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Not standard issue for the some 400,000 women who served during WWII, a unique artifact–the Parachute Riggers Kit–was reserved for a select group of Women Marines, Navy WAVES, Coast Guard SPARs and members of the Women’s Army Corps who trained for this one-of-a-kind job during the war.
Though parachutes would never replace the customary silk, satin and lace of traditional wedding dresses, at least one other overseas service bride wore a dress of this silk.
This simple pair of brown leather boots tells a special story of women’s military history—the boots were an innovative clothing solution against the malaria-carrying mosquito in the Belgian Congo at a time when Army women’s uniform issue included skirts, but no slacks or trousers.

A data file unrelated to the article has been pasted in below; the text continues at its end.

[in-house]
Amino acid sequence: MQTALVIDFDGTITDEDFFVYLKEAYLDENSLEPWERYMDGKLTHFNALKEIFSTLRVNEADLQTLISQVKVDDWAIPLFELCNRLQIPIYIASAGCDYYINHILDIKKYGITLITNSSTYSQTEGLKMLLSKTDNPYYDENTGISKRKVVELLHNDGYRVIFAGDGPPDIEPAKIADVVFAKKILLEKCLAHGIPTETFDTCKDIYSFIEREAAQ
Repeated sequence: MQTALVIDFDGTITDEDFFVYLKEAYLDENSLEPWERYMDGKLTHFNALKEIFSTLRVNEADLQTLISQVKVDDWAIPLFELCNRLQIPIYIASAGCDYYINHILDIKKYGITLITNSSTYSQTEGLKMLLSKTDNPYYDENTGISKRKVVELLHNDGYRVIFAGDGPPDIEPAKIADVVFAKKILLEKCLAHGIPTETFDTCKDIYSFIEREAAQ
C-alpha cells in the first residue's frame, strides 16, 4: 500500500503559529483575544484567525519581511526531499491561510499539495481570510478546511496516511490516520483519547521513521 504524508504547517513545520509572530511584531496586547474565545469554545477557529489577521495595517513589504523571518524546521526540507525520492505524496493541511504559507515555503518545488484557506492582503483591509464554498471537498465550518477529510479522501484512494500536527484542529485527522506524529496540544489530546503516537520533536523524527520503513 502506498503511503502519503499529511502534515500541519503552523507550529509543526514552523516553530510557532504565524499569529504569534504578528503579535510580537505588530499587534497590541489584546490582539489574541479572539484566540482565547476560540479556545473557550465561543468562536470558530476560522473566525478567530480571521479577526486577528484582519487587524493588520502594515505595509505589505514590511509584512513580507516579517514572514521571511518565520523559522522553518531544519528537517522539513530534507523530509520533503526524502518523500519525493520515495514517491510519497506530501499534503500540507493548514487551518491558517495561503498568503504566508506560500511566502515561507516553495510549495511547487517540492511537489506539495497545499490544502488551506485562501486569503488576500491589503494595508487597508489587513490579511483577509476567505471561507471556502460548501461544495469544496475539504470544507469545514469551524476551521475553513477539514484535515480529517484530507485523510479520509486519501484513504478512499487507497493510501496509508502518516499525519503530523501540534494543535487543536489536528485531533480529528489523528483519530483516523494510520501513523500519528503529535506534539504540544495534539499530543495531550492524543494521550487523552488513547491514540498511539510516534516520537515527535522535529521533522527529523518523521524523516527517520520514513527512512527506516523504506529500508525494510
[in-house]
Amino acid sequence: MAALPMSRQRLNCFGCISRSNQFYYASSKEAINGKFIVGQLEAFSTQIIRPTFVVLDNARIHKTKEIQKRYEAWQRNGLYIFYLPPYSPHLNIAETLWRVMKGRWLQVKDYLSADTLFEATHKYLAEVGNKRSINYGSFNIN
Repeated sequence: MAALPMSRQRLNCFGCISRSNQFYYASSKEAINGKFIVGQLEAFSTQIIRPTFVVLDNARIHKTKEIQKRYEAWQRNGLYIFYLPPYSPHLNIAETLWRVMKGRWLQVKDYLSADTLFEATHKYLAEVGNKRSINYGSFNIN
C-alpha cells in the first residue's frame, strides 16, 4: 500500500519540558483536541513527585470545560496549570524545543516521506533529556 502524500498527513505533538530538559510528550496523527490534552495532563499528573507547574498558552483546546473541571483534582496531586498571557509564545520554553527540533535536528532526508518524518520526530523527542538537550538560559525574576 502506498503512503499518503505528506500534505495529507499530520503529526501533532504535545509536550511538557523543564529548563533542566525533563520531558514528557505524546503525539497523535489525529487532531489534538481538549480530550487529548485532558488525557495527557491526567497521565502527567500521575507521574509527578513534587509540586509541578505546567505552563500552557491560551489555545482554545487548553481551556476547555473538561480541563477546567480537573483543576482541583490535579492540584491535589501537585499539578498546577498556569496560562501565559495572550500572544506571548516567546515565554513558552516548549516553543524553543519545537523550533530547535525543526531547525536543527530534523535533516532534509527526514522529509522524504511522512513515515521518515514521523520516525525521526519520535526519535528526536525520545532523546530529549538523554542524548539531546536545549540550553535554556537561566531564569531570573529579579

These collections from the Women’s Memorial Foundation Collection focus on women’s service during the Korean War Era (1950-1953) when the services turned once again to American women to meet personnel needs, asking them to leave their homes, jobs and families to serve their country.
These collections from the Women’s Memorial Foundation Collection reflect the diversity and impact of the contributions of the almost 400,000 women who served at home and overseas during World War II.
Barbie® has served as a leader in career paths for young women and has held at least 80 jobs since her debut in 1959. Thirty years later, she joined the Army!
This bell, which tolled during the Civil War above the convent of the Sisters of Our Lady of Mount Carmel near New Orleans, LA, has its own tale of the heroism of women who nursed for the military.